RISE Takes Pro-pesticide Message Online

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September 12, 2014

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September 12, 2014


By Seth Jones

Dan Stahl speaks at the 2014 RISE meeting in Arizona. PHOTO: Seth Jones

Dan Stahl speaks at the 2014 RISE meeting in Arizona.
PHOTO: Seth Jones

TUCSON—At the 24th Responsible Industry for a Sound Environment (RISE) meeting, the message was about the message itself.

Dan Stahl, vice president of marketing at OHP Inc., and incoming board chairman, said that RISE has a culture of staying relevant, and that means adapting the way the organization spreads it message. RISE, a national trade association that represents manufacturers, formulators, distributors and other industry leaders involved with pesticides, has embraced social media to spread the benefits pesticides provide consumers.

“We’re communicating with a different generation… a different set of society,” Stahl said. “We’ve become comfortable using Twitter and Facebook. A lot of key issues are taking place on Twitter.”

Karen Reardon, RISE’s vice president of public affairs, said that in the past 12 months, coverage of pollinators related to pesticides generated 206,000 mentions on Twitter.

“Everyone can do grassroots right now (on social media),” Reardon said. “Our opponents are using it to great effect.”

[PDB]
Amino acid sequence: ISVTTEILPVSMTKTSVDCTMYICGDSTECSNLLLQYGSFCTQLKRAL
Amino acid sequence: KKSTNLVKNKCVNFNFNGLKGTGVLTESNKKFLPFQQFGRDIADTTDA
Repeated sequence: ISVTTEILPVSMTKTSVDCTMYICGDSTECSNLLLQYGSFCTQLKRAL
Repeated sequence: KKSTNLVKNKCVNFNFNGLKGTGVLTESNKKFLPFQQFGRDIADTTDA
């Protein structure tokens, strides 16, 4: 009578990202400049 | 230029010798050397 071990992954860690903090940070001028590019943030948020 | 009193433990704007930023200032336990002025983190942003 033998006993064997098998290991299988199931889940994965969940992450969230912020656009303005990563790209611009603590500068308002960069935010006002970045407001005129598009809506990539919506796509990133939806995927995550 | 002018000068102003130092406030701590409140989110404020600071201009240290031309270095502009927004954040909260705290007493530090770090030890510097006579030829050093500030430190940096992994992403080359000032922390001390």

Reardon also said that RISE has had some great success in the New England area. For example, of the 14 pesticide bans proposed in Connecticut, most never made it to a vote, and the few that did were defeated.

“Generally, we’re very successful on the bills we see. We’ve come to a point where we’re very mature in our approach,” Reardon said. “We had a lot of activities where bills did not come to a vote, where bad news stories weren’t written. We are well positioned with whatever comes on the radar screen.”

Finally, Aaron Hobbs, RISE president, told the group that a new strategic plan had been created. It mapped out the organization’s path from 2015 to 2020.

“Our vision is an industry free to create inspiring and healthy places where we live, work and play. The only thing you have to worry about is out-competing each other,” Hobbs said. “If we can do that, then I’m putting myself out of business and I’m fine with that.”

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